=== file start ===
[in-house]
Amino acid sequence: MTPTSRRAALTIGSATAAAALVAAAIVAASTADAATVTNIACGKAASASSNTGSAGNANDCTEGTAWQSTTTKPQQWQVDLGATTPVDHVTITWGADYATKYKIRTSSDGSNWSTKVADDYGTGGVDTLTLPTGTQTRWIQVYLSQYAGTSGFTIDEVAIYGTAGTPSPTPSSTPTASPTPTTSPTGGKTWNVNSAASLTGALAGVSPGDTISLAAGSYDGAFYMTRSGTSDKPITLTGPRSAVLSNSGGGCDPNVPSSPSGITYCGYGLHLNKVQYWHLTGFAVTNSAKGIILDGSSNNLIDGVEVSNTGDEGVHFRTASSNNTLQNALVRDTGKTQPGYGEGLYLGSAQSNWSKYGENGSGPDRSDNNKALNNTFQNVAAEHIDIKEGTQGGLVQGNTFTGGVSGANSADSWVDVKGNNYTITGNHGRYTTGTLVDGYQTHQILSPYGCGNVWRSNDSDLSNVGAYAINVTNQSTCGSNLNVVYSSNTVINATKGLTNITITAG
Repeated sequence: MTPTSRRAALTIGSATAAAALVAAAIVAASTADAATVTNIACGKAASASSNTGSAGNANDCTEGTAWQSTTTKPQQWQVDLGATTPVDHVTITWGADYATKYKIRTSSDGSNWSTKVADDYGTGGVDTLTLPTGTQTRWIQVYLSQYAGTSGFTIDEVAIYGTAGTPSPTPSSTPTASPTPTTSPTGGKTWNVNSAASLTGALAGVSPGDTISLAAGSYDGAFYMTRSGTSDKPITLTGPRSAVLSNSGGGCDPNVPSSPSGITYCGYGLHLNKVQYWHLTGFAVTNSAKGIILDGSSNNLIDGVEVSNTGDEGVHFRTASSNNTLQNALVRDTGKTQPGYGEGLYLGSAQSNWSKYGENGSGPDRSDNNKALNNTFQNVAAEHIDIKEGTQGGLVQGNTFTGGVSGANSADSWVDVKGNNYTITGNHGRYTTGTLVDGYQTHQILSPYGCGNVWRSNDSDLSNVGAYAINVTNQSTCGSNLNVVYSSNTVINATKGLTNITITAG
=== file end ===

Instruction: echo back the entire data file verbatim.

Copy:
[in-house]
Amino acid sequence: MTPTSRRAALTIGSATAAAALVAAAIVAASTADAATVTNIACGKAASASSNTGSAGNANDCTEGTAWQSTTTKPQQWQVDLGATTPVDHVTITWGADYATKYKIRTSSDGSNWSTKVADDYGTGGVDTLTLPTGTQTRWIQVYLSQYAGTSGFTIDEVAIYGTAGTPSPTPSSTPTASPTPTTSPTGGKTWNVNSAASLTGALAGVSPGDTISLAAGSYDGAFYMTRSGTSDKPITLTGPRSAVLSNSGGGCDPNVPSSPSGITYCGYGLHLNKVQYWHLTGFAVTNSAKGIILDGSSNNLIDGVEVSNTGDEGVHFRTASSNNTLQNALVRDTGKTQPGYGEGLYLGSAQSNWSKYGENGSGPDRSDNNKALNNTFQNVAAEHIDIKEGTQGGLVQGNTFTGGVSGANSADSWVDVKGNNYTITGNHGRYTTGTLVDGYQTHQILSPYGCGNVWRSNDSDLSNVGAYAINVTNQSTCGSNLNVVYSSNTVINATKGLTNITITAG
Repeated sequence: MTPTSRRAALTIGSATAAAALVAAAIVAASTADAATVTNIACGKAASASSNTGSAGNANDCTEGTAWQSTTTKPQQWQVDLGATTPVDHVTITWGADYATKYKIRTSSDGSNWSTKVADDYGTGGVDTLTLPTGTQTRWIQVYLSQYAGTSGFTIDEVAIYGTAGTPSPTPSSTPTASPTPTTSPTGGKTWNVNSAASLTGALAGVSPGDTISLAAGSYDGAFYMTRSGTSDKPITLTGPRSAVLSNSGGGCDPNVPSSPSGITYCGYGLHLNKVQYWHLTGFAVTNSAKGIILDGSSNNLIDGVEVSNTGDEGVHFRTASSNNTLQNALVRDTGKTQPGYGEGLYLGSAQSNWSKYGENGSGPDRSDNNKALNNTFQNVAAEHIDIKEGTQGGLVQGNTFTGGVSGANSADSWVDVKGNNYTITGNHGRYTTGTLVDGYQTHQILSPYGCGNVWRSNDSDLSNVGAYAINVTNQSTCGSNLNVVYSSNTVINATKGLTNITITAG